Mehdi Hasan: ‘Most people ask the question and move on. I don’t’

 

Mehdi Hasan: ‘The American press doesn’t want to rock the boat, and so things are just reported straight.’ Photograph: Greg Kahn/The Guardian
The political interviewer on how he made it in the US and his anger at the deference the media has for Donald Trump which could cost lives during the pandemic

by Nesrine Malik
Fri 27 Mar 2020

Mehdi Hasan

‘We all know that the president is a pathological liar,” Mehdi Hasan says from his office in Washington DC. “But the lies he’s been telling about the coronavirus – they’re no joke; they cost American lives. The US media’s failure to call Donald Trump out on those lies in real time makes part of the media, I’m sorry to say, partly complicit in those deaths, too.” Hasan, who moved from the UK to the US in 2015, is that rare species of TV interviewer: not in it to make friends, to network or to gain access. His passion for grilling his subjects is only matched by his frustration at his peers who do not do the same.

 

When the White House press corps turned on the comedian Michelle Wolf after the 2018 White House correspondents’ dinner and defended Trump’s press secretary, Sarah Huckabee Sanders, it was the last straw for him. In that moment, he realised that the US media is almost “irredeemable”.

“If not now, when?” he asks. “If they’re not going to stand up against this administration’s secretary, then who?” A credulous New York Times headline in the wake of the 2019 El Paso shooting, “Trump Urges Unity vs Racism”, was, to him, just another stitch in the pattern of this submission. “The American press doesn’t want to rock the boat, and so things are just reported straight.”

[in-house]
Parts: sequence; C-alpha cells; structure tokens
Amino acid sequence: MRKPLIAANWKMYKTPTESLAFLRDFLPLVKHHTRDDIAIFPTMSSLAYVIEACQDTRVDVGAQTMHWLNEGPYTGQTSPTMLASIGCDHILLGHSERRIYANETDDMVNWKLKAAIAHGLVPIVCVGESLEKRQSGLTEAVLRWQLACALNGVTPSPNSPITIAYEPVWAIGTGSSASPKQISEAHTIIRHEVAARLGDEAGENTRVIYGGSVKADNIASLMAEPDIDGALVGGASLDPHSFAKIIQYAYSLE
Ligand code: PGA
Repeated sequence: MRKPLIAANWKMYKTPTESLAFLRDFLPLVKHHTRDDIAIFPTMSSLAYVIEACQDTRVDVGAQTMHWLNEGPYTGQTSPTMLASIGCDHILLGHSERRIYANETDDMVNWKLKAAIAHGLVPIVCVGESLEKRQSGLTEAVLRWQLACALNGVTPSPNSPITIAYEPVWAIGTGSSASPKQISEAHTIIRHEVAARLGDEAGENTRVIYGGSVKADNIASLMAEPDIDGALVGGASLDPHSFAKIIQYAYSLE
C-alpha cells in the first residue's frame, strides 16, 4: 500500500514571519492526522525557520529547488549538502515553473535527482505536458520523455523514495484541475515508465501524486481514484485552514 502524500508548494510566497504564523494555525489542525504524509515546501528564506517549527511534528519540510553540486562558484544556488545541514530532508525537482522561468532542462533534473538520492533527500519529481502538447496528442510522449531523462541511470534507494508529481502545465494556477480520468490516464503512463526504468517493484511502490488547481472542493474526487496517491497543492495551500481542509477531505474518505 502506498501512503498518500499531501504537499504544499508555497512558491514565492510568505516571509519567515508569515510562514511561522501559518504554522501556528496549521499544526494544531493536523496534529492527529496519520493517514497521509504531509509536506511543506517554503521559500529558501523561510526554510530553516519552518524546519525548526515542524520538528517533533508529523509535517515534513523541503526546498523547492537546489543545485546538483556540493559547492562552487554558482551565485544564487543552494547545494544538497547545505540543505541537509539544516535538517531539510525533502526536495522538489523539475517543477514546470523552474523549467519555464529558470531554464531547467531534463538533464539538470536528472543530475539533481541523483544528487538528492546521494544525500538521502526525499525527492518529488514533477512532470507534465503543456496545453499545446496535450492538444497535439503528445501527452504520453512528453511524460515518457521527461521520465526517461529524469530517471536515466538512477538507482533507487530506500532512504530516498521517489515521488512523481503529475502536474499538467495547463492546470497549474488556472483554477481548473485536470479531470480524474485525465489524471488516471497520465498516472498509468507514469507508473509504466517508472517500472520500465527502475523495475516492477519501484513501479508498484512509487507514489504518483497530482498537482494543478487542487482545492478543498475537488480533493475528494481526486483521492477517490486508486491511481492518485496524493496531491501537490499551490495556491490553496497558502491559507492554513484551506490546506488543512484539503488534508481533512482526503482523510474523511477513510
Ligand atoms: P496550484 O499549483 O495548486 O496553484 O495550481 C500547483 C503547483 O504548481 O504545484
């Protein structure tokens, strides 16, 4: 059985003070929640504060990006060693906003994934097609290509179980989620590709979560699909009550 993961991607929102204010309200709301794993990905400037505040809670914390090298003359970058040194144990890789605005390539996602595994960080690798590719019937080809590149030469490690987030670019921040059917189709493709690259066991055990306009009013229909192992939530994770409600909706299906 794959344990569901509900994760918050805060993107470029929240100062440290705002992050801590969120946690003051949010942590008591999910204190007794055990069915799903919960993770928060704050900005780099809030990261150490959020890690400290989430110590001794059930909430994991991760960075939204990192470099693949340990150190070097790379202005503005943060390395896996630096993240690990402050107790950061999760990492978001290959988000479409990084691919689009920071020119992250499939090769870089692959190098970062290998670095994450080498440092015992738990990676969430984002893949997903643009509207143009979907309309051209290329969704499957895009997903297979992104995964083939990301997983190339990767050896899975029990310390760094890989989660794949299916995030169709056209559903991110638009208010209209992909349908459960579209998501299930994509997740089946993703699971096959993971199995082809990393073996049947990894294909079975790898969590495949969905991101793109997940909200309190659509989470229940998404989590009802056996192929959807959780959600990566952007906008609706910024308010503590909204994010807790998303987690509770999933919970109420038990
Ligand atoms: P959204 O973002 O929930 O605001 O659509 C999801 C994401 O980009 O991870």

Such forthrightness has served Hasan well. Not only have his hard-hitting political interviews become regular viral hits, he has also become a fixture on the high-profile US cable news circuit. Rumours are beginning to circulate on the east coast about offers to host his own show on a US network. On such approaches he is coyly amused when I ask him, maintaining only that he very much loves his job at the moment.

As an interviewer, he is relentless, a quality that boosted his profile after Trump came to office and the US media seemed unable to land a glove on the new president or his surrogates. As a columnist for the online magazine the Intercept and the host of UpFront and Head to Head on Al Jazeera English, Hasan has developed a reputation for somehow managing to nail dissimulating politicians by being forensic and refusing to move on until his point is made. His technique is simple. “Most people ask the question and move on whether they get an answer or not,” he says. “I don’t.”

Hasan, 40, was already a successful journalist in the UK when he moved to the US to host an interview show for Al Jazeera English. An established pundit and political analyst with a diverse journalistic background, he has worked in TV at Sky News and Channel 4, co-authored a book about Ed Miliband, and served stints as the political editor of the New Statesman and political director of the Huffington Post UK. For all that it seems like a charmed career, Hasan describes it as “random”. He started out on the bottom rung as a freelance news assistant at ITN and puts his success down to those “willing to take a chance” on him.
But it was in the US where he really began to cut through. Clips of his Al Jazeera English interviews began to catch fire online. A clash with the Trump adviser and Fox News regular Steven Rogers in November 2018 heralded Hasan’s arrival in the mainstream. In it, he questions Rogers on Trump’s lies on birth right citizenship, among other falsehoods. Rogers starts out with bluster before quickly squirming and deflating under Hasan’s barrage.

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